by Bruce Krasting
Originally posted October 24, 2010
THE G20 WAS A PREDICTABLE DUD. OUR BOY TIM G. WENT TO KOREA TRYING TO SELL a plan to limit external deficits to 4%. This was Ayn Rand utopian economics that does not work in real life so all the other ministers said “No thanks”. There was talk in the final communiqué that currencies should not be manipulated. That was just talk. I love it when they use words like “refrain”. What does that exactly mean?
“Countries should refrain from competitive devaluation of currencies”
The real comment on currencies came from Yoshida Noda, Japan’s finance minister:
“A prolonged appreciation in the yen is not good for Japan’s economy. Our stance, that we will take appropriate, bold action if needed, is unchanged.”
That sounds like fighting words to me. So much for peace and love from the G20. But what does “If needed” really mean? Since nothing happened this weekend the question is how is the FX market going to read it? The logical reaction to a status quo G20 is for status quo FX action. Generally speaking that means a weak dollar play. I would not be surprised to see USDJPY trade below 81.00. The Euro will try to catch a bid over 1.40.
So we have an interesting test of the market in front of us. Do we take another big leg down in the dollar? Or does the market just try to do that and back away?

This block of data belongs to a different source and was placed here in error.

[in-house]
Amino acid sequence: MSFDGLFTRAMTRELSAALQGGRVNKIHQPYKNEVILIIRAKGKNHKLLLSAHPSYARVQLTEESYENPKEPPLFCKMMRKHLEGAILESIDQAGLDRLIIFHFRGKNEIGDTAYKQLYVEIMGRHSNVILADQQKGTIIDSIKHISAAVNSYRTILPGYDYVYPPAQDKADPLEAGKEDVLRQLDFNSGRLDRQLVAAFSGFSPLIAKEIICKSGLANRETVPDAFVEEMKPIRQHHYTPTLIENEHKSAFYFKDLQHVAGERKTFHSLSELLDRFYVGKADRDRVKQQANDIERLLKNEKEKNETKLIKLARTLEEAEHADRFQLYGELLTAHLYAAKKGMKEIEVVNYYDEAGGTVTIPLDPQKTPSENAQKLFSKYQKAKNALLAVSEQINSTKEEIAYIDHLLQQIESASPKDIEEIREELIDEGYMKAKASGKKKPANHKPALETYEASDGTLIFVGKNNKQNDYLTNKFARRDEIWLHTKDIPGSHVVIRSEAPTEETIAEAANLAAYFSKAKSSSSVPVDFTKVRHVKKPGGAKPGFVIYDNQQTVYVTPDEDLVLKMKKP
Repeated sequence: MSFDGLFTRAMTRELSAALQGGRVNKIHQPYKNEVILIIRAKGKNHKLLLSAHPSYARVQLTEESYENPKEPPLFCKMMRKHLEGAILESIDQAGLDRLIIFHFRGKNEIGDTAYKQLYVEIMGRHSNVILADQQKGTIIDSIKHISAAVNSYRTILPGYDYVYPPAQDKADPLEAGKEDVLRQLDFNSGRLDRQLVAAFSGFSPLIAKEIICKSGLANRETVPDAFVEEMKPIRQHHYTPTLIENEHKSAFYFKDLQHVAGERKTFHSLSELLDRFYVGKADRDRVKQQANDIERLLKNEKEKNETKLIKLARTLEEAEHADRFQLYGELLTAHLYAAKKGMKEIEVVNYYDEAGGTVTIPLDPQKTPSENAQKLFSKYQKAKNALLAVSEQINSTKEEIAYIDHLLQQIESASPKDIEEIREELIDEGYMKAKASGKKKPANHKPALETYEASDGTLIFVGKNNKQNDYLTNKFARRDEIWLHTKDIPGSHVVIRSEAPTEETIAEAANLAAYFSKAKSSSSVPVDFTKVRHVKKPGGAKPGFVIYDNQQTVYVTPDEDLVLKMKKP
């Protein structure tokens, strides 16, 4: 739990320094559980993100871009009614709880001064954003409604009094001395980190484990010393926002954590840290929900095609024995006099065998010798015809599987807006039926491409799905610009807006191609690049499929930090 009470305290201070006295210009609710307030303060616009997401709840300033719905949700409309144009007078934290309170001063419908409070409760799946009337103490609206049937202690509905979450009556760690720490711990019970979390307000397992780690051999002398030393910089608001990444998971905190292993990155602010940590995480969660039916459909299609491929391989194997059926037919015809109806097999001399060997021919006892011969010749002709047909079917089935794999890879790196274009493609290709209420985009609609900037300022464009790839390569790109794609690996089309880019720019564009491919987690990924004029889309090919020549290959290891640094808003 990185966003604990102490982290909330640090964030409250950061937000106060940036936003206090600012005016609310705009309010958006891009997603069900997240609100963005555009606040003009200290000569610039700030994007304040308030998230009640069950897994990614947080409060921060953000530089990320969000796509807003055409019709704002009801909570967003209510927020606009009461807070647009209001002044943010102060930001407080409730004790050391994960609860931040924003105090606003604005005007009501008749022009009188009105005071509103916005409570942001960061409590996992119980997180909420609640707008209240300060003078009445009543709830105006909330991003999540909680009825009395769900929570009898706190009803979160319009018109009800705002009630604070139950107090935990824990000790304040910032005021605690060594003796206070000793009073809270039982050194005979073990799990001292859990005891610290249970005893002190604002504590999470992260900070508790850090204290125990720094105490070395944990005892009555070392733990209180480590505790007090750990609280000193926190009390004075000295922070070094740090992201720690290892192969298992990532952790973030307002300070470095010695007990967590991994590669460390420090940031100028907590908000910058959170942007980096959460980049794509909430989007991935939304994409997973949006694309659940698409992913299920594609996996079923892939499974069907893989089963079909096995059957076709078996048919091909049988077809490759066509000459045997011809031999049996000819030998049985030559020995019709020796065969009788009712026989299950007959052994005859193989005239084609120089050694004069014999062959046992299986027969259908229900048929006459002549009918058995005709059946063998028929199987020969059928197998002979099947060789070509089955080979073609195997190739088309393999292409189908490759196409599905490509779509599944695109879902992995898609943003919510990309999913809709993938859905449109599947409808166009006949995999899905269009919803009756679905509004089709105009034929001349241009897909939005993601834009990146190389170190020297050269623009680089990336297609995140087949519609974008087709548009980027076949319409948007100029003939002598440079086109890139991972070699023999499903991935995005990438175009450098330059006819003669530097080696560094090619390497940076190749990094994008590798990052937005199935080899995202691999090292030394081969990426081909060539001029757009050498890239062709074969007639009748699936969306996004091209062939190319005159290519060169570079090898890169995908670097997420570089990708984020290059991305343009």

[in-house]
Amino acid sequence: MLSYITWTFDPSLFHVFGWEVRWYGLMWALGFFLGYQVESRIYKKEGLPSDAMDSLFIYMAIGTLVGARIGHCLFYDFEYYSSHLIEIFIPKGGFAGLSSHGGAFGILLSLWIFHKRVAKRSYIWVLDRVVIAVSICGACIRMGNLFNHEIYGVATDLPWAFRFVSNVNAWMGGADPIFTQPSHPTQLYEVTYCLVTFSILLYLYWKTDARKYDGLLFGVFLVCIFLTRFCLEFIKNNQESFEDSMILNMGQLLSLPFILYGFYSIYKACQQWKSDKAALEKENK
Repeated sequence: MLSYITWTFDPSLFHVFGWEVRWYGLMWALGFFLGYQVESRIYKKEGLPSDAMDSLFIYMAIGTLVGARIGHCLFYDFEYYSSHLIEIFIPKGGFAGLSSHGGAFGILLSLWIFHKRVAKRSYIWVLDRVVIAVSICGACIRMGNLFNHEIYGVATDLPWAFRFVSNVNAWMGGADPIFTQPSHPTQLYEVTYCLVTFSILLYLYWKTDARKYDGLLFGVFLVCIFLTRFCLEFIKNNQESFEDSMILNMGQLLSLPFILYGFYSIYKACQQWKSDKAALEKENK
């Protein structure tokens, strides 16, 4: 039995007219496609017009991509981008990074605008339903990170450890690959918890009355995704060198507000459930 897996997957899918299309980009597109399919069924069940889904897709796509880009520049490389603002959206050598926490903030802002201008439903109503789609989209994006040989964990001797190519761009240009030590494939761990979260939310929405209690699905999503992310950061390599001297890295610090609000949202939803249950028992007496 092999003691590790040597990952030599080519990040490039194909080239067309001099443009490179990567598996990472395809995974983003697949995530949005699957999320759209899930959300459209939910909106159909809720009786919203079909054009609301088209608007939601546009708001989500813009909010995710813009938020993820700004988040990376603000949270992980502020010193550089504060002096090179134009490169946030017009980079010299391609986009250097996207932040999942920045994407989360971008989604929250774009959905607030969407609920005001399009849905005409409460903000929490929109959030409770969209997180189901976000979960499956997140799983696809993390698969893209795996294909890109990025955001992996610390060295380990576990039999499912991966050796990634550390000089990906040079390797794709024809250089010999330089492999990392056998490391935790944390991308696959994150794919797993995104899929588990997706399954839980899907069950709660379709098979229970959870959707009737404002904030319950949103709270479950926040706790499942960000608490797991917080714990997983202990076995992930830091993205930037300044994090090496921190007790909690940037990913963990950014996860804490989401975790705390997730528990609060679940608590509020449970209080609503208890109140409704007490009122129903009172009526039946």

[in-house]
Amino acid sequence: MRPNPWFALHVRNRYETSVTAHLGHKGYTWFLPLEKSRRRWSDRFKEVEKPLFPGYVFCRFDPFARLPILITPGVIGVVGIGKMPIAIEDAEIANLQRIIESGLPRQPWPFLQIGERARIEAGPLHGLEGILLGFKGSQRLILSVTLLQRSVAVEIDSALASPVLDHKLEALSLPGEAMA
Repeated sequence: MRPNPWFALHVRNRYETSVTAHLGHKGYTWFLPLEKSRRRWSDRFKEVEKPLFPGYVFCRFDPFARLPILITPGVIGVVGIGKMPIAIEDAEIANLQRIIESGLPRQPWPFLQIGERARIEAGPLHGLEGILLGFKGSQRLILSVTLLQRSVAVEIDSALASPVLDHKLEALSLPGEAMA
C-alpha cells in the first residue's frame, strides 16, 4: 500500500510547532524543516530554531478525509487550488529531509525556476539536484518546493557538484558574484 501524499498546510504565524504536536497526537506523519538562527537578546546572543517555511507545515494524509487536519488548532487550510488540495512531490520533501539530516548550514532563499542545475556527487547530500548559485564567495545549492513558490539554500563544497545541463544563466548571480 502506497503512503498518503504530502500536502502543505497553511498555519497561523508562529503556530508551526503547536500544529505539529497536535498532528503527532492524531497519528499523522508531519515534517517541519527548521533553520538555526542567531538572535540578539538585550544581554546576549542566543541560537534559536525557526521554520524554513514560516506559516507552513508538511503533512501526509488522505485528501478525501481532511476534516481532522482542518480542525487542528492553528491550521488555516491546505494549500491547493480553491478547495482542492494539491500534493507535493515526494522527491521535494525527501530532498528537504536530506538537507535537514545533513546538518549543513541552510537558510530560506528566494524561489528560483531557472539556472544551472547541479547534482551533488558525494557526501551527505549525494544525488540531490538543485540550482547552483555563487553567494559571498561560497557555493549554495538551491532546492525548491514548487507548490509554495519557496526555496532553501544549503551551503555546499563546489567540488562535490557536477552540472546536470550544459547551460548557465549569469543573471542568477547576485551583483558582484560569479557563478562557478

A weak dollar move would be a “risk on” market. One thing fighting against the weak dollar story is that I see little evidence that the rest of the market actually wants to take more risk on. The tail is wagging, but the dog is not.
One thing I thought was interesting from the statement:
The United States and Britain, both with large deficits, agreed to be “vigilant against excess volatility and disorderly movements in exchange rates.”
That is new. It does not mean much as the adjustments taking place have largely been orderly. It does open the door for coordinated intervention should things actually become disorderly. This statement is most certainly a measure of what the G 20 ministers are worried about. Their worst fear? A run on the dollar. The catalyst for a run would come from Bernanke. The German finance minister made that clear:
“I tried to make clear that I regard that (QE-2) as the wrong way to go. An excessive, permanent increase in money is, in my view, an indirect manipulation of the exchange rate.”
I wonder if Bernanke even listens to this. He probably spent his Sunday looking over a textbook on the (last) Depression. Why is this man smirking, no, smiling?